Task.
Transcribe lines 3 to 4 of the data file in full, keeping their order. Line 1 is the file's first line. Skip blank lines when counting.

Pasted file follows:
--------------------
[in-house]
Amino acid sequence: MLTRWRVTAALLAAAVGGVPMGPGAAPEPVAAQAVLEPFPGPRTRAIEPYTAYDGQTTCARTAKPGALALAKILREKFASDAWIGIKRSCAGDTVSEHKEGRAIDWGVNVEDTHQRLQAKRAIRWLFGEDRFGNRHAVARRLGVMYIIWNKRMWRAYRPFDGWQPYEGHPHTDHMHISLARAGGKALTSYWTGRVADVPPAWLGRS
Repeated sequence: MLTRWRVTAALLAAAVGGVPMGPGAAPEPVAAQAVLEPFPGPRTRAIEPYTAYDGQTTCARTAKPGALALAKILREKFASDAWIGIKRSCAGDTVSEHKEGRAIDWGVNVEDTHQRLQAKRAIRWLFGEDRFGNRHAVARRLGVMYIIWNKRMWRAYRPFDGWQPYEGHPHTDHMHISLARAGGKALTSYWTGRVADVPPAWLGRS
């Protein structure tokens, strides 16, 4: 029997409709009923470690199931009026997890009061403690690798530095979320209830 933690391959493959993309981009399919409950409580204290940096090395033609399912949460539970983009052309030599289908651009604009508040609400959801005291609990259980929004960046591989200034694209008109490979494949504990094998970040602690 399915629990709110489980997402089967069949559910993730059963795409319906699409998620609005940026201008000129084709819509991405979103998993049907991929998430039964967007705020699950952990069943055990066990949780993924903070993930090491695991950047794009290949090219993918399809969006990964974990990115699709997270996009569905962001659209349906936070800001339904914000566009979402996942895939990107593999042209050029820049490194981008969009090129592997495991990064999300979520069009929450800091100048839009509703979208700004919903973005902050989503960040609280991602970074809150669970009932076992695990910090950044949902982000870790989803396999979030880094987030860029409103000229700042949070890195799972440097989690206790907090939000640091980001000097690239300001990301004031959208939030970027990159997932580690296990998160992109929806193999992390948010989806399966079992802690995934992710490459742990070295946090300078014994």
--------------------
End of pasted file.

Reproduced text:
Repeated sequence: MLTRWRVTAALLAAAVGGVPMGPGAAPEPVAAQAVLEPFPGPRTRAIEPYTAYDGQTTCARTAKPGALALAKILREKFASDAWIGIKRSCAGDTVSEHKEGRAIDWGVNVEDTHQRLQAKRAIRWLFGEDRFGNRHAVARRLGVMYIIWNKRMWRAYRPFDGWQPYEGHPHTDHMHISLARAGGKALTSYWTGRVADVPPAWLGRS
């Protein structure tokens, strides 16, 4: 029997409709009923470690199931009026997890009061403690690798530095979320209830 933690391959493959993309981009399919409950409580204290940096090395033609399912949460539970983009052309030599289908651009604009508040609400959801005291609990259980929004960046591989200034694209008109490979494949504990094998970040602690 399915629990709110489980997402089967069949559910993730059963795409319906699409998620609005940026201008000129084709819509991405979103998993049907991929998430039964967007705020699950952990069943055990066990949780993924903070993930090491695991950047794009290949090219993918399809969006990964974990990115699709997270996009569905962001659209349906936070800001339904914000566009979402996942895939990107593999042209050029820049490194981008969009090129592997495991990064999300979520069009929450800091100048839009509703979208700004919903973005902050989503960040609280991602970074809150669970009932076992695990910090950044949902982000870790989803396999979030880094987030860029409103000229700042949070890195799972440097989690206790907090939000640091980001000097690239300001990301004031959208939030970027990159997932580690296990998160992109929806193999992390948010989806399966079992802690995934992710490459742990070295946090300078014994």